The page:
Marlene Liontis is a member of the professional team of accredited consultants at eWorks. With a strong background in both learning and development (L&D) and e-learning, she knows a thing or two about building a business case to combine the two. What at first can seem like a daunting task can be as simple as 1, 2 and a few more.
Are all of your bases covered?
Earlier this month we learned how to overcome resistance to e-learning by creating effective online courses. But what if management simply doesn’t believe that an online approach to training will save let alone make money? That’s when a good business case is crucial. If you have been given this task and feel a little overwhelmed by it, here are a few tips to make sure that you have all of your bases covered:
- Make a strong case. Link your desired training programmes and the objectives directly to business results (the bottom line).
- Explain how it all works: a delivery platform (LMS) plus content = success!
- Summarise the available online content options such as designing your own, paying an instructional designer and purchasing established courses.
- Define the categories of costs of digital delivery and how they differ from using established methods. What will the future of these costs be?
- Define the reasons and goals for the training, then determine costs and expected return on these costs. Some questions you might like to ask include:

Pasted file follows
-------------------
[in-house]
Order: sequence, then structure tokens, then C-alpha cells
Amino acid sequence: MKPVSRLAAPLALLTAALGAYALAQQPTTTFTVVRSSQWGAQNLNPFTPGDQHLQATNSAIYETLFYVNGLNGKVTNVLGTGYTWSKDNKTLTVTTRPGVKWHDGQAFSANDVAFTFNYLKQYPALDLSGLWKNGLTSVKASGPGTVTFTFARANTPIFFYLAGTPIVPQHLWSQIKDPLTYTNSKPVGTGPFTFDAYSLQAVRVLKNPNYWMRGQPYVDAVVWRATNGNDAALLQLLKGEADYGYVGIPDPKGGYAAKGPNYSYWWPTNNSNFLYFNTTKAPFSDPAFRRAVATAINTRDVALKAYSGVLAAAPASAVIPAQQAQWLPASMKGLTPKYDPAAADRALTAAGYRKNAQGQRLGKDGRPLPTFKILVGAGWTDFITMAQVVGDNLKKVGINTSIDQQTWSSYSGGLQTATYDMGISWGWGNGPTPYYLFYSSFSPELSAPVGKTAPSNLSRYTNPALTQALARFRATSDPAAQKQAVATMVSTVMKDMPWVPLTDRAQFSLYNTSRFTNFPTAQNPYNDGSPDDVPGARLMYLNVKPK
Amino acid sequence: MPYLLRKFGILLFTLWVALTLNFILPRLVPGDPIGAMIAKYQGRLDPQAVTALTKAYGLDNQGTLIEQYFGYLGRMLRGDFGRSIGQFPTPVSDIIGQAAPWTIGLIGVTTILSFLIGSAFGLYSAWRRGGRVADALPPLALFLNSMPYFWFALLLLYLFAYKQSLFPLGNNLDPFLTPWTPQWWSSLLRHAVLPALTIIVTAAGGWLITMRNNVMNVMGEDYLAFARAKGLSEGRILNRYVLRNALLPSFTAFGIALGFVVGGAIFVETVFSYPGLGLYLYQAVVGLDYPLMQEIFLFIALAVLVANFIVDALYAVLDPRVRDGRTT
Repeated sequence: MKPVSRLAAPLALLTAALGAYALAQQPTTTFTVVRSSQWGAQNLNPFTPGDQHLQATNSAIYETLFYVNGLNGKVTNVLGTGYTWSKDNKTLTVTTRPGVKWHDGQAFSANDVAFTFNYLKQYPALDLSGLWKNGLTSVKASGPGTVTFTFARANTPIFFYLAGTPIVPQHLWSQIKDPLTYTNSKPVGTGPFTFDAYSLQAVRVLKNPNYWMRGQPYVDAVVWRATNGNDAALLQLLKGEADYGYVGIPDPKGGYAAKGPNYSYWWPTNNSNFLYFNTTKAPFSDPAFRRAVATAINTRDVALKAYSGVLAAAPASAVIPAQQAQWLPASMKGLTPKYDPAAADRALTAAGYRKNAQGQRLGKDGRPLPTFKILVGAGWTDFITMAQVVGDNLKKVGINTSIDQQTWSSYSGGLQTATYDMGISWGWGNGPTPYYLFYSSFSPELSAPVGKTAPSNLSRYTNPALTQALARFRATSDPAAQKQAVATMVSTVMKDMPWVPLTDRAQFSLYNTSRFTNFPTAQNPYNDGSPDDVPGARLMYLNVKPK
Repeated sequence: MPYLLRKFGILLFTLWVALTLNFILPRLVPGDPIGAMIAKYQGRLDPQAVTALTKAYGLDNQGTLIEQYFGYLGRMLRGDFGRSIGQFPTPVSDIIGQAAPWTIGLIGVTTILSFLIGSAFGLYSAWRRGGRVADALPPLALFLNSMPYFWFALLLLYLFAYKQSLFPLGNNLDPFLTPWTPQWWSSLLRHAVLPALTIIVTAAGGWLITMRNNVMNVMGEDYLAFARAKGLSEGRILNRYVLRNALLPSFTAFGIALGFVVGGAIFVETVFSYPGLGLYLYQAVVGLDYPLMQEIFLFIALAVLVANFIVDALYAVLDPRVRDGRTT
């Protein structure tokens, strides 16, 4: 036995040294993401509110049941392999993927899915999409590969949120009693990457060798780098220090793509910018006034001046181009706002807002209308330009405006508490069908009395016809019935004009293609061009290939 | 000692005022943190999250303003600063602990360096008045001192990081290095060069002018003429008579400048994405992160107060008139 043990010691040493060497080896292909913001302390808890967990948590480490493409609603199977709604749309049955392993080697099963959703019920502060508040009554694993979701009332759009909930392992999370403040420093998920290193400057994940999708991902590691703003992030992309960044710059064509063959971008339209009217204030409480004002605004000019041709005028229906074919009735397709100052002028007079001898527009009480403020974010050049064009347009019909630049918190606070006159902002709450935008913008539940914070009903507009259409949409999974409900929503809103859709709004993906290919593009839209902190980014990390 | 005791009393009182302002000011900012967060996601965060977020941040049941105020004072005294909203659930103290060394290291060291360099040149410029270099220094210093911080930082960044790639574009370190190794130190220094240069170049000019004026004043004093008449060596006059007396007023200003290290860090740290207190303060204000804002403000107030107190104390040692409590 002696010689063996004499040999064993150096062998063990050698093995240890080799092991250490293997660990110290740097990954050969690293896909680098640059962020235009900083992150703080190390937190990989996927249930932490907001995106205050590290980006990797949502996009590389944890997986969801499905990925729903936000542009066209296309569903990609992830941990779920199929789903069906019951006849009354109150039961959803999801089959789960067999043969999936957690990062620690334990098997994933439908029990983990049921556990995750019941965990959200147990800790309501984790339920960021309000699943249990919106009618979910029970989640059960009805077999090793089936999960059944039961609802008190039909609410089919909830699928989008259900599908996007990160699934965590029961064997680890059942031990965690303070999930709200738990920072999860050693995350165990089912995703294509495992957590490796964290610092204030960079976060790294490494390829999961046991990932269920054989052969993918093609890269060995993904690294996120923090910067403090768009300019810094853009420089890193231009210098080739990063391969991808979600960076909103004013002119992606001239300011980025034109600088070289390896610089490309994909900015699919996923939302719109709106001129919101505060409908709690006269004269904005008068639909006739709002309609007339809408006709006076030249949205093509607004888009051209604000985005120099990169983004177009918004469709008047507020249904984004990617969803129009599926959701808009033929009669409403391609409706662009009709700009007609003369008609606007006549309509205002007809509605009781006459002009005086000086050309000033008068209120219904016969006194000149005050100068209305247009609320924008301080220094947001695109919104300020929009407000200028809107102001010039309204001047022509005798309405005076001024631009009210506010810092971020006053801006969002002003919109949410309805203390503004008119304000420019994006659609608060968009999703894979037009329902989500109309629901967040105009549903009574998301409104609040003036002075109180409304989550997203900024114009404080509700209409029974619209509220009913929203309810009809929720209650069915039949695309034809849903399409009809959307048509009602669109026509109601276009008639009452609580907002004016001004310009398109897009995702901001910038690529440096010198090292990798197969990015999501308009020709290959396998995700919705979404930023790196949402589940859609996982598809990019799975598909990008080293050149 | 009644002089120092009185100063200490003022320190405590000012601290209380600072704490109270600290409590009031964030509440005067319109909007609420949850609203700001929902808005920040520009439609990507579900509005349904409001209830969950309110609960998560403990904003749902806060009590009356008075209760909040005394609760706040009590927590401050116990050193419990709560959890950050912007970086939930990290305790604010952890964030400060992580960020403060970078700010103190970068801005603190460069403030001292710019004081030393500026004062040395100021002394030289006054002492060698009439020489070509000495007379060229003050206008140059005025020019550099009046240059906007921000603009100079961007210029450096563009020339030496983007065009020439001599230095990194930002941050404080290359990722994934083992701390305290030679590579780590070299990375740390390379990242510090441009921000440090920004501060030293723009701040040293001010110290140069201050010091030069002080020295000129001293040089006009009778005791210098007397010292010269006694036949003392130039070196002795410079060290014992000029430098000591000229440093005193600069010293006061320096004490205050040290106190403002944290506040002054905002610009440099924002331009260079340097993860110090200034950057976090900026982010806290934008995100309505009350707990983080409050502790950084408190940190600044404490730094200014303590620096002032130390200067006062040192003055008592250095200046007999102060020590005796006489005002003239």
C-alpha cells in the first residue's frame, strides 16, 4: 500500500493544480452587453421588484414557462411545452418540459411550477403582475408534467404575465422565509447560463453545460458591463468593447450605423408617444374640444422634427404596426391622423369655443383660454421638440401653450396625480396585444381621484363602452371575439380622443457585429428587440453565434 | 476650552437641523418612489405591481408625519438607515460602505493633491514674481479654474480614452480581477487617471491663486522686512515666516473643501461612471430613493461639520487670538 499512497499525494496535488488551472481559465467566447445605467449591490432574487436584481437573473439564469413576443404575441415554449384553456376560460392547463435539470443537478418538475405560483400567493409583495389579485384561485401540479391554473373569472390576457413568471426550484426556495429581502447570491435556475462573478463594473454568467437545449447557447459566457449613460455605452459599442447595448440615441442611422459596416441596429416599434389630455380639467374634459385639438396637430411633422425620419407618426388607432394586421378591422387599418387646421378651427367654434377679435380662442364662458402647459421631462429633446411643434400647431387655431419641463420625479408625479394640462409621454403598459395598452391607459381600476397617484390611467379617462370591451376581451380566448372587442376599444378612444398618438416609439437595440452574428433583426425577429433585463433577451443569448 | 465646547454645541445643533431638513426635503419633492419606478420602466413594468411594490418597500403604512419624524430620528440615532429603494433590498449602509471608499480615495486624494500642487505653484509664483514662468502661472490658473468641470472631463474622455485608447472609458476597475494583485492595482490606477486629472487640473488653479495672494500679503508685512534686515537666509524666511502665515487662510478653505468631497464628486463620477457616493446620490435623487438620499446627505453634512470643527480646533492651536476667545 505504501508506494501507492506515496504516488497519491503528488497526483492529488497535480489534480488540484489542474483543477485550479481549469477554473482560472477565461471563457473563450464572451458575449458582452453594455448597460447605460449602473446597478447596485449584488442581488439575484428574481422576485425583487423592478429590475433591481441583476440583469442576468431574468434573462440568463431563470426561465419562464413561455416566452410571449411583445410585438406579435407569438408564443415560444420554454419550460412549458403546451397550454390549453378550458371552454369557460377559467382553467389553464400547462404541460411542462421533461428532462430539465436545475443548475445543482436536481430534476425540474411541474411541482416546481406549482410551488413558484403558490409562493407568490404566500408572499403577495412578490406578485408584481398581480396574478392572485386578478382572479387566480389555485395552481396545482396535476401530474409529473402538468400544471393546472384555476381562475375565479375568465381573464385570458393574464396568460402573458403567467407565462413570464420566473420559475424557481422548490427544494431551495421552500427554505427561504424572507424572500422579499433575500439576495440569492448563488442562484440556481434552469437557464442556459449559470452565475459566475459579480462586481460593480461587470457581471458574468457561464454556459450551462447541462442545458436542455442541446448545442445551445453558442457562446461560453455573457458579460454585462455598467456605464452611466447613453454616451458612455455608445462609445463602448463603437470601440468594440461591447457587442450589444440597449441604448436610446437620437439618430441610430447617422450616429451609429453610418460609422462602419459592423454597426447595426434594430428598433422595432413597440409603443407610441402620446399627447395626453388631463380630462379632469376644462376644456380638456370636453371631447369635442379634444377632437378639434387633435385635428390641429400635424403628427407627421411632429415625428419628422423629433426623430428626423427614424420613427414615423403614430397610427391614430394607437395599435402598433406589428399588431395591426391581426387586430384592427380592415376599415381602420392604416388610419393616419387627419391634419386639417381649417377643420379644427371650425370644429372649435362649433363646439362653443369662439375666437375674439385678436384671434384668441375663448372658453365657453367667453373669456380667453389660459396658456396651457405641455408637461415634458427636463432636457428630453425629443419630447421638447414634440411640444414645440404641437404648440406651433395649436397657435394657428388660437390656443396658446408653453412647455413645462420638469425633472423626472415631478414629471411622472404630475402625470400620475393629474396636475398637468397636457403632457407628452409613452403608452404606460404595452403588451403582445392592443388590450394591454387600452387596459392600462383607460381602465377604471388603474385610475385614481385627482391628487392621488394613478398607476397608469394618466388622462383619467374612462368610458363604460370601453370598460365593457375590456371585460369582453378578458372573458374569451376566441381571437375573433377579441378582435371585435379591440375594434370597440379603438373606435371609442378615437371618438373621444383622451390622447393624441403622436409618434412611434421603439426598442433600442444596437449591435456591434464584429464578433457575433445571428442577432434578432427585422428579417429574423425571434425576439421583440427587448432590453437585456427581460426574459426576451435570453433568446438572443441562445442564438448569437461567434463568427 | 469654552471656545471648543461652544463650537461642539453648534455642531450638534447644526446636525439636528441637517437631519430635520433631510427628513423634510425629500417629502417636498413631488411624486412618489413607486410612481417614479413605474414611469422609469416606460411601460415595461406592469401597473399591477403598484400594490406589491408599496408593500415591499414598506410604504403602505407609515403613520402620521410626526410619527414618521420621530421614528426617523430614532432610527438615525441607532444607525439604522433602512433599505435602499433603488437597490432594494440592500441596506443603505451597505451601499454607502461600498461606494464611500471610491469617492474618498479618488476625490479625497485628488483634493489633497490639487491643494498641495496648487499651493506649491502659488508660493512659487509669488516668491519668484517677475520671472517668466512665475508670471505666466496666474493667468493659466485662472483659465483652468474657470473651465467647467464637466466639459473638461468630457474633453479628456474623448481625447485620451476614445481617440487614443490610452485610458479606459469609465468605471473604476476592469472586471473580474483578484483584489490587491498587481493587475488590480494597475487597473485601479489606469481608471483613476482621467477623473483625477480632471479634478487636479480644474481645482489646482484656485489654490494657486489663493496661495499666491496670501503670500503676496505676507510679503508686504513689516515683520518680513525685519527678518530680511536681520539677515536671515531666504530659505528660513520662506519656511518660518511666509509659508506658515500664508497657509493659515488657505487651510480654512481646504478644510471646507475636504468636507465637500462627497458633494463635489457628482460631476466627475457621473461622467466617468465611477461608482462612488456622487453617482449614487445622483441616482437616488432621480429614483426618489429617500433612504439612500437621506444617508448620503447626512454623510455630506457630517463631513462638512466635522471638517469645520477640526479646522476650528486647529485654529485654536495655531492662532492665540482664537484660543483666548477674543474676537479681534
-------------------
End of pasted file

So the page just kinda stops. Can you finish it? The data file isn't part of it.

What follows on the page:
- Why are we deploying the training?
- What skills do we want to instil?
- How much will the e-learning cost?
- How will it increase productivity and translate into dollar terms?
- Point out that the training is an investment in your organisation’s human capital – it is not just an expense. Time and money savings will include:
- fewer recruitment costs – less hiring of more qualified staff
- increased productivity as a result of having more skilled staff
- better customer/client outcomes = more revenue!
- Highlight the metrics that are available such as the number of staff undertaking training, the number of completed courses and reports to auditor for compliance purposes. (Note: eWork’s TVC delivery platform has comprehensive built-in metrics and reporting).
- Check your existing business metrics and compare them before and after the training. In other words do a beta test with select staff for your business case to measure the impact of the online courses. Any operation and function that is improved by the training and has available metrics can be compared, offering concrete evidence to support the value of digital delivery.
- Measure return on investment (ROI) in direct profits. Using your beta test group highlight any increase in profitability that can be directly attributed to the training.
- Find out what your competition is doing in relation to staff training. Chances are they – like most organisations – are deploying e-learning. And if they are not already, they will be soon. Don’t forget to mention that in your business case.